Another highlight of the album is ‘Who Has Seen the Wind’ by Christina Rossetti, one of the few songs to contain a light drum beat and bass accompaniment, and one that revels in repetition, call and response. After the singing is done, the music takes over – a vigorous, harmonised violin dance that might reflect the ludic passage of the wind that cannot be seen but is so often and so forcefully sensed. This delightful instrumentation is probably a reflection of Vanhoozer’s other professed influence in French, German and Spanish Renaissance music.

Though Vanhoozer is a concert pianist, there is a refreshing lightness of use in this instrument, which is so often overused in word settings and art songs; string instruments are allowed to shine and, at times, even to upstage the more foundational parts.

As theologians may know, the wind is also used as a metaphor for the workings of the Holy Spirit in John 3.8; perhaps Vanhoozer, the daughter of a theologian, had this in mind as she set this poem.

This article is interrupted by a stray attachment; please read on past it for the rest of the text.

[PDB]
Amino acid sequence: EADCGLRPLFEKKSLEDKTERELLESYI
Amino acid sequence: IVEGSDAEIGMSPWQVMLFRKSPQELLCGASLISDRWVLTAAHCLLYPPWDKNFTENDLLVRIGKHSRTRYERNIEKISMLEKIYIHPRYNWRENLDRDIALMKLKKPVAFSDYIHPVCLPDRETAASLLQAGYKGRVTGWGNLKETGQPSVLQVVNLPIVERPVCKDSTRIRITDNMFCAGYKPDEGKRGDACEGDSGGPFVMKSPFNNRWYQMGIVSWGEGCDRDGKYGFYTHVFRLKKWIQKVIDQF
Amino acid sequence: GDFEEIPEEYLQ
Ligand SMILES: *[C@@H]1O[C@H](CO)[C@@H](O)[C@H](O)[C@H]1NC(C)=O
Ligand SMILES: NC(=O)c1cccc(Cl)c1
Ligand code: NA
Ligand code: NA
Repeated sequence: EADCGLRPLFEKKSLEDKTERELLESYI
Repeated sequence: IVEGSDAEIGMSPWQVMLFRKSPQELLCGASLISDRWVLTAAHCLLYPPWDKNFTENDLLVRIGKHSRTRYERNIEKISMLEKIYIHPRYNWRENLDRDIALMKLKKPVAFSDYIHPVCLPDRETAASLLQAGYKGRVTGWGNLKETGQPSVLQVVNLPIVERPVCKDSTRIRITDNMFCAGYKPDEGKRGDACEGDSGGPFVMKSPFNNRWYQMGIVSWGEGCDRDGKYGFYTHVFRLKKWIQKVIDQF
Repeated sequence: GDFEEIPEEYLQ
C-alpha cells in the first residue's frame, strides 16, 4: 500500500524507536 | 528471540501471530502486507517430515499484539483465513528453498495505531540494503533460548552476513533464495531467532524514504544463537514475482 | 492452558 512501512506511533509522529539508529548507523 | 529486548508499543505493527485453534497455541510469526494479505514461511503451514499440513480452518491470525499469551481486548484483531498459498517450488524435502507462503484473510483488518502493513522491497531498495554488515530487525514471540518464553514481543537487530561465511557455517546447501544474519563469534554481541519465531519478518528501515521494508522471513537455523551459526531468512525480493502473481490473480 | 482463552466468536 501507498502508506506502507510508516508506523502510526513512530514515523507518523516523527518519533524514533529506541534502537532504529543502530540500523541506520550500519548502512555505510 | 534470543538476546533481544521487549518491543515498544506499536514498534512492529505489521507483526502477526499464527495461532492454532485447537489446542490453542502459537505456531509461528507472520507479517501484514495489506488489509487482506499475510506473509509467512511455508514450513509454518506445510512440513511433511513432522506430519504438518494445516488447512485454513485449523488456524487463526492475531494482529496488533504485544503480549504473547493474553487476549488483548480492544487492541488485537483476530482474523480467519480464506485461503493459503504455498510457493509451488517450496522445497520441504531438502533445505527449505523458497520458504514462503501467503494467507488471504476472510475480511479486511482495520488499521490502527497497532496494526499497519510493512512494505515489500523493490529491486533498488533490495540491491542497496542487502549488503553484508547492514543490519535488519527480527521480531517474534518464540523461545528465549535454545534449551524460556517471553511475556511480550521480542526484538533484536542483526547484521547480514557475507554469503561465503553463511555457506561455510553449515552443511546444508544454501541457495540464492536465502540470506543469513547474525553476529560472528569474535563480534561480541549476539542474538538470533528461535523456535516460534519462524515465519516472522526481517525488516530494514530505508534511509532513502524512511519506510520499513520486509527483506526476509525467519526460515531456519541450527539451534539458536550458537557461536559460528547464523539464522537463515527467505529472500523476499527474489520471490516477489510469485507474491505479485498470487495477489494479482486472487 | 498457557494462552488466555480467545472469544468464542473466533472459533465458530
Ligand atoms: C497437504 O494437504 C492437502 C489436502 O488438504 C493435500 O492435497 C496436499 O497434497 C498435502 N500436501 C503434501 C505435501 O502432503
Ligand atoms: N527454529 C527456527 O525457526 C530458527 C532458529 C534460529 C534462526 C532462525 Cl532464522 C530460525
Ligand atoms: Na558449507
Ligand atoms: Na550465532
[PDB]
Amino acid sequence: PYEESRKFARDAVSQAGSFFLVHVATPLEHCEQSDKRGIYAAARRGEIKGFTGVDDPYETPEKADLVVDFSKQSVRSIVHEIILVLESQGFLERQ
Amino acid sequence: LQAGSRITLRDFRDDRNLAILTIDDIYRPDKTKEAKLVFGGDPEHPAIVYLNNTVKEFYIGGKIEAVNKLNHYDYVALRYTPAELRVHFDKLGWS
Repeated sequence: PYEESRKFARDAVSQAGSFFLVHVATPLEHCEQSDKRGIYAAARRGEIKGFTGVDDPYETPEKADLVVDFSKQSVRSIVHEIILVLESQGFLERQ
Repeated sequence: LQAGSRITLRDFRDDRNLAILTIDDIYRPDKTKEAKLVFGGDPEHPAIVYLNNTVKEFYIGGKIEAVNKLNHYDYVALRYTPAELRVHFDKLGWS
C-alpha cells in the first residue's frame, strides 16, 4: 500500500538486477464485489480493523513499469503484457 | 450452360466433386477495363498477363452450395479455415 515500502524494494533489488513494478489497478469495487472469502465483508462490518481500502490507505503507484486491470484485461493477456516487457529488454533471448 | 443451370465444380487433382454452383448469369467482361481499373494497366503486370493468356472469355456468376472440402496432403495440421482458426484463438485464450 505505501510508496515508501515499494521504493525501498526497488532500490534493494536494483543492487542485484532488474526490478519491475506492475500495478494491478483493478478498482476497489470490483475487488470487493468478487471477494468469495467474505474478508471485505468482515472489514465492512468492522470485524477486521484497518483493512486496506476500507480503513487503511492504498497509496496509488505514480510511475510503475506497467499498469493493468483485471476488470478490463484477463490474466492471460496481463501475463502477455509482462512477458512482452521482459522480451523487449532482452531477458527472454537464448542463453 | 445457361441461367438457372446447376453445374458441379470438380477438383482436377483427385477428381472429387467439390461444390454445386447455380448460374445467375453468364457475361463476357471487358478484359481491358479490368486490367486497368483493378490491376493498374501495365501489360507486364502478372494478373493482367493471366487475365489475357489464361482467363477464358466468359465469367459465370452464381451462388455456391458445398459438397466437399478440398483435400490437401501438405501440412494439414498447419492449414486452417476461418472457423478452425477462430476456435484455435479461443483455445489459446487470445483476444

The presence of faith in the album is like the wind, too; it is never explicitly recognised, and the album has a wide appeal beyond the category of ‘religious music’, but throughout there is an enchanting sense of ‘something more’ that might catch the ear at times.

Vanhoozer herself writes, ‘Art is born in the imagination – in the realm of things not seen’. It is her aim ‘to be the kind of musician that leaves listeners with a sense of hope – and perhaps point them (as only a lesser light can) to the good news of the Gospel’.